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  1. #1

    Timeshare Presentations

    My wife and I were doing a short trip in San Antonio the other day when we were approached by two Wyndham timeshare agents on separate occasions wanting us to attend a presentation. We finally agreed after I convinced the second agent to give us more goodies than they originally offered if we went, and we took the bus to the resort for the two hour long pitch.

    Everything was fine for the first two hours (it was far longer than they promised) until the hard sell. When we kept saying no, the agents got downright nasty and rude to us, but they did give us the items they promised. I understand them not appreciating rejection, but the salesmen know what they are getting into when they take on this job. They are attempting to sell prepaid vacation condo time; something with such a bad reputation they have to offer numerous incentives to potential buyers just to get them willing to hear the infomercial.

    I have heard some people actually capitalize on these presentations so they can acquire free meals and other things to save money on their personal vacations, but I couldn't do that; it's way too stressful. I have been to one before, and the agents acted the same way when I refused to buy. Have you gone to any of these presentations?

  2. #2
    Nope. If it takes 2 hours or 3 hours, you know what you "signed up for". I never want to own anything that has no value and cannot be sold. You are paying for air and time. A bad deal in my book.

  3. #3
    Nope. We've been approached many times and just those making the first contact is enough to put me off from even signing up. There is not enough free stuff that they can offer that will get me to attend a time share presentation.

    I really despise hard sell salespeople. I just walk away. Hubby will listen for a bit then decline.

  4. #4
    I have gone to one and my experience was similar. I more or less knew what to expect from friends, so I took it as a bit of a challenge.

    They told me 2 hours, so at the 90 minute mark I started to give them time checks to keep them on schedule. The sales guy got the point when I kept telling hike 15 minutes, 10 minutes, etc.

    They brought in the heavy hitter at exactly 2 hours, probably because I told my sales guy that my time was up, and if I didn't get my swag immediately I was going to go over to that nice couple at the other table, the ones who looked like they were going to sign, and disrupt the sales pitch.

    Heavy hitter did put on the pressure, talking about how we had accepted their hospitality, and we were about to make a huge mistake by walking away from the great deal they were offering us. I laughed, and took a few minutes to discuss numbers with him. I pointed out his math 'errors', mocked him for thinking that a free, mediocre breakfast obligated me to purchase a $60k timeshare, and reminded him that I could walk over to any table in the room and start pointing math errors out to any of the marks they were chatting up.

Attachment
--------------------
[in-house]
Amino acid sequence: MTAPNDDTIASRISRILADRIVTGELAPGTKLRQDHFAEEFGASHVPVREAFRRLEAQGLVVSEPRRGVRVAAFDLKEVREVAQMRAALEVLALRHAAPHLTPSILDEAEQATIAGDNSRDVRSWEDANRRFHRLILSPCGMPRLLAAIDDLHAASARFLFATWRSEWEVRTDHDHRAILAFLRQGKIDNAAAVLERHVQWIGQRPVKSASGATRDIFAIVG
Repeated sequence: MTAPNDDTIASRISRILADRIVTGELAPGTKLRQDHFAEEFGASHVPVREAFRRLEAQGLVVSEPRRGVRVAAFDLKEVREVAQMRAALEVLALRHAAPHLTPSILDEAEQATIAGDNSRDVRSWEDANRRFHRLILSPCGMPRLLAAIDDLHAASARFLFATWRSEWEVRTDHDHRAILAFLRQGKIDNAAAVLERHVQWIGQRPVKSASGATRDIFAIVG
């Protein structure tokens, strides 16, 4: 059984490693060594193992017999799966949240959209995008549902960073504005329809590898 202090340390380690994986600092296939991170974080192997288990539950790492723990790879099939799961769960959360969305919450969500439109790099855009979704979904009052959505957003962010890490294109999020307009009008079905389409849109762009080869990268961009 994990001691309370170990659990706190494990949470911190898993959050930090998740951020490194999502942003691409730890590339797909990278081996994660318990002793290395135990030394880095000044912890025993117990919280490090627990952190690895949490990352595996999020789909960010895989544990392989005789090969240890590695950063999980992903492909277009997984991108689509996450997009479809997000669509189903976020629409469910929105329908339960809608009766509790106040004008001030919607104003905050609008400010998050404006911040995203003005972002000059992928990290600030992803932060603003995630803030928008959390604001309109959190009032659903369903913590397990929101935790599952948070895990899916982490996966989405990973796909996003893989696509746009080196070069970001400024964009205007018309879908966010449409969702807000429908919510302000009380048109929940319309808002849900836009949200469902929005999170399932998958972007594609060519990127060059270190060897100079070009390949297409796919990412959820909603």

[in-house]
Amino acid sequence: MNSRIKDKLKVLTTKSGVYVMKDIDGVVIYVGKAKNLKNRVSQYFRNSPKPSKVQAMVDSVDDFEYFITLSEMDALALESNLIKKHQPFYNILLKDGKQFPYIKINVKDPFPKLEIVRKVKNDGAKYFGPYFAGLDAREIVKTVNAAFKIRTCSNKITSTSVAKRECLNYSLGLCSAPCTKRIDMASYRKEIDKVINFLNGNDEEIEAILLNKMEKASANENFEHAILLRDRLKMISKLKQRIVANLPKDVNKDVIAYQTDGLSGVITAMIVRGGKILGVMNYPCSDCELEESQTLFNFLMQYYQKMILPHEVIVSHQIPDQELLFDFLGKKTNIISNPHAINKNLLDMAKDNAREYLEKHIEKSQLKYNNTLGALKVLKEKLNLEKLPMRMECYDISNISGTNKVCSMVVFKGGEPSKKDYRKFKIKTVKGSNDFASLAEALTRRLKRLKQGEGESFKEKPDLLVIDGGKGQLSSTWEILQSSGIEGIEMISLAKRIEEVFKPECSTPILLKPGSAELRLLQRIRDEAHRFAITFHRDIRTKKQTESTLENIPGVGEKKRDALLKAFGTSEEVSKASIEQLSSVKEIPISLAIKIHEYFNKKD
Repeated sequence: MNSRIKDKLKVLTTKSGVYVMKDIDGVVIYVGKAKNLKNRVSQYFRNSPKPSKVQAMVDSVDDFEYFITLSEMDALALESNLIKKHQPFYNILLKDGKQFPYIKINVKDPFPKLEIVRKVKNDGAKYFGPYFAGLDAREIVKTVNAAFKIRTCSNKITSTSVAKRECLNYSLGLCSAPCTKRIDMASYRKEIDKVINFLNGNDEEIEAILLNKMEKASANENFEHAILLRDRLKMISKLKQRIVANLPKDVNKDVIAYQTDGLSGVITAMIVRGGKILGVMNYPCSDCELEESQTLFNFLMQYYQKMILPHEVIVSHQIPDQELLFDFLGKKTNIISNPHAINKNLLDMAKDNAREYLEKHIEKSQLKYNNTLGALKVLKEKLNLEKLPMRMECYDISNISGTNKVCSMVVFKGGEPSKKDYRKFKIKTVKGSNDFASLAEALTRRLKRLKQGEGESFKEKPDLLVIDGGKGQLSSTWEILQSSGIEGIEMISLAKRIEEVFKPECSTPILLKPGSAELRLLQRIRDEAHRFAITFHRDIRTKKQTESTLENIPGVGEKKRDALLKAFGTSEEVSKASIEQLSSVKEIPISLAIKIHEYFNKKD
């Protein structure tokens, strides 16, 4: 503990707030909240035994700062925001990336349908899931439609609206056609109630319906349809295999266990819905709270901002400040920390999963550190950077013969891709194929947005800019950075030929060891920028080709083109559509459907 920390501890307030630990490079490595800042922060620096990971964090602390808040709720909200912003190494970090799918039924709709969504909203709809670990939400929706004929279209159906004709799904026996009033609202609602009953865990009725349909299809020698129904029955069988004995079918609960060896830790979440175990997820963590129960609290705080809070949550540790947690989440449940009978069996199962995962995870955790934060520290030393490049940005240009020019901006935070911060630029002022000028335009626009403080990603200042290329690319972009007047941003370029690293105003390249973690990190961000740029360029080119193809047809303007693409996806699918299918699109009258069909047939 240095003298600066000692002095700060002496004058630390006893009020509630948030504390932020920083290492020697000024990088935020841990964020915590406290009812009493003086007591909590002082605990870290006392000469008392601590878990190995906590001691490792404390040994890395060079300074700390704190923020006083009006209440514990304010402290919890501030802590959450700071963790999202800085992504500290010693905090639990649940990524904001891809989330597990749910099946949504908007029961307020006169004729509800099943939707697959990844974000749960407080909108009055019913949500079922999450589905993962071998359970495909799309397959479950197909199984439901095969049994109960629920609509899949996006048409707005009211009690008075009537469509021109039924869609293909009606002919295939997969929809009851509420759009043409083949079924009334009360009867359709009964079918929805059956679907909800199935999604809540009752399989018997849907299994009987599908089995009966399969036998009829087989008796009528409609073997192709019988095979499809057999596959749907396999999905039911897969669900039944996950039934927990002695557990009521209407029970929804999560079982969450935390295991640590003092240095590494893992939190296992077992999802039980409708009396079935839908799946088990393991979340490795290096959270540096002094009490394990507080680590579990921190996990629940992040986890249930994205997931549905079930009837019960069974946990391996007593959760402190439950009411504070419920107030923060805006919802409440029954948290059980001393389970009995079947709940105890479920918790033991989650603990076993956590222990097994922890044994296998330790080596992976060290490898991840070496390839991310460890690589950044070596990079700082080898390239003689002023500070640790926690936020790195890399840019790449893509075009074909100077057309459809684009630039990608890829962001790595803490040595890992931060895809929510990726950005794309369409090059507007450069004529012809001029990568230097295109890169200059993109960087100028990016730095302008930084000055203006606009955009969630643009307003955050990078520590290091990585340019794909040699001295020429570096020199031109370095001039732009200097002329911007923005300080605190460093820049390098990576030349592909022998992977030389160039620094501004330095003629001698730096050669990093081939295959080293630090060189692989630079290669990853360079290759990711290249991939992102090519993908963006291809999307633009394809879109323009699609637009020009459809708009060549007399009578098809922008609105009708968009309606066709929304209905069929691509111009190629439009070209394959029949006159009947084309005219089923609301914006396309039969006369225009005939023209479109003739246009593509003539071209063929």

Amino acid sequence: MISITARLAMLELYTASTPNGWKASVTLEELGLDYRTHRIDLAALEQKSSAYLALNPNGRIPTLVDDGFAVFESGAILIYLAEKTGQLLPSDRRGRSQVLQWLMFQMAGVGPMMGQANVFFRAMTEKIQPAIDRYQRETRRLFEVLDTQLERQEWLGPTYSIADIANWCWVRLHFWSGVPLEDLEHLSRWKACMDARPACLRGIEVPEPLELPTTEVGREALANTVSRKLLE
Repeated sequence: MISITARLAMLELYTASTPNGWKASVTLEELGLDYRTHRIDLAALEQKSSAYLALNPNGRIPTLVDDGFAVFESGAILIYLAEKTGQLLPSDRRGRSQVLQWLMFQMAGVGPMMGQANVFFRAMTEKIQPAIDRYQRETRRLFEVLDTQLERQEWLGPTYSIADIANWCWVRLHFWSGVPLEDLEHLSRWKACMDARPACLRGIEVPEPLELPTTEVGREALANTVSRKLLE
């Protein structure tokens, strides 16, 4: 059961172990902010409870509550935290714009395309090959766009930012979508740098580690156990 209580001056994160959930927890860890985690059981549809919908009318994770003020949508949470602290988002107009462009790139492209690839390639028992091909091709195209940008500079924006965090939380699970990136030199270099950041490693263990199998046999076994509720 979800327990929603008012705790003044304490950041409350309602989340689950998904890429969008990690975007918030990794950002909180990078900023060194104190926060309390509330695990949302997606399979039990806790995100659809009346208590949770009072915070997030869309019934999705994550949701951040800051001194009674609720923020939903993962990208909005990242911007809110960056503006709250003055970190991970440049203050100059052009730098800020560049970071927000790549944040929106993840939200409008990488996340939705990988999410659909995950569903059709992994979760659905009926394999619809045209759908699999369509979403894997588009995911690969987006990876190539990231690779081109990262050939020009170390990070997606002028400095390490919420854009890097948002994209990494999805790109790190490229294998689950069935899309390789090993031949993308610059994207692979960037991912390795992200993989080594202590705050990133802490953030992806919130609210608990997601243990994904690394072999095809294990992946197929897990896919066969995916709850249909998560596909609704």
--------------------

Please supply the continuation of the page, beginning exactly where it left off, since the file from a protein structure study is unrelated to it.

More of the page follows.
Got my swag, got called a nasty name, and was out if there at 2:20. My wife, who doesn't thrive on confrontation, was horrified by the process. I found it amusing, but would not do it again.

    I do a lot of contract negotiation as part of my work life. I can see how the hard sell would be effective with many people, and I will admit that some parts of the pitch were appealing. The sales guys were smooth, right up to the point I started to take control, at which point they had little to lose.

    I do feel a bit bad that I did not interrupt and save some of the people they were swindling, but presumably they knew what they were getting into.

  5. #5
    We did find out something interesting when we attended. Timeshares have changed their system in which they have become more flexible about how owners use their time. Instead of being on a rigid one week per year system, owners are on a point system, where they can go X number of days at a time to whichever location they choose. If they go to a location during a prime time, it costs more points, if they go to a remote location in the off season, it costs fewer points. They can buy more points depending on how often they vacation and get additional perks to save money on other vacation expenses. I'm sure people are more likely to buy than with the old rigid system, but it's still a bad deal because their maintenance fees are ridiculous. Even when you pay off the timeshare, owners are stuck paying maintenance fees that rival those of their year round homes. Still, there are those who like their timeshares. My ex mother-in-law had a rigid timeshare and despite that, she loved going on vacation at the condos every year.

  6. #6
    i would avoid them all.

    we got suckered in to seeing a vacation club presentation in charlston . no time share but a travel club . it sucked but the perks they gave were real nice .

    had we known in advance it wasn't what was explained to us in advance we would not even have gone for the perks .

    they said it was a new company competing against expedia . they hoped we would try them and for stopping buy their office they would give us 200 bucks in local gift cards .

    turned out they wanted 7k to join a vacation club , which was quickly discounted to 4k on the spot .

    the come on was all cell phones had to be off during the presentation and all deals went away if you did not join on the spot .

    i told them without checking their reviews i would never buy , i have no idea who they are .

    they offered me partial deals for 2,000 and finally just gave us our gift cards and we went on our way .

    the reviews were awful when we finally read them


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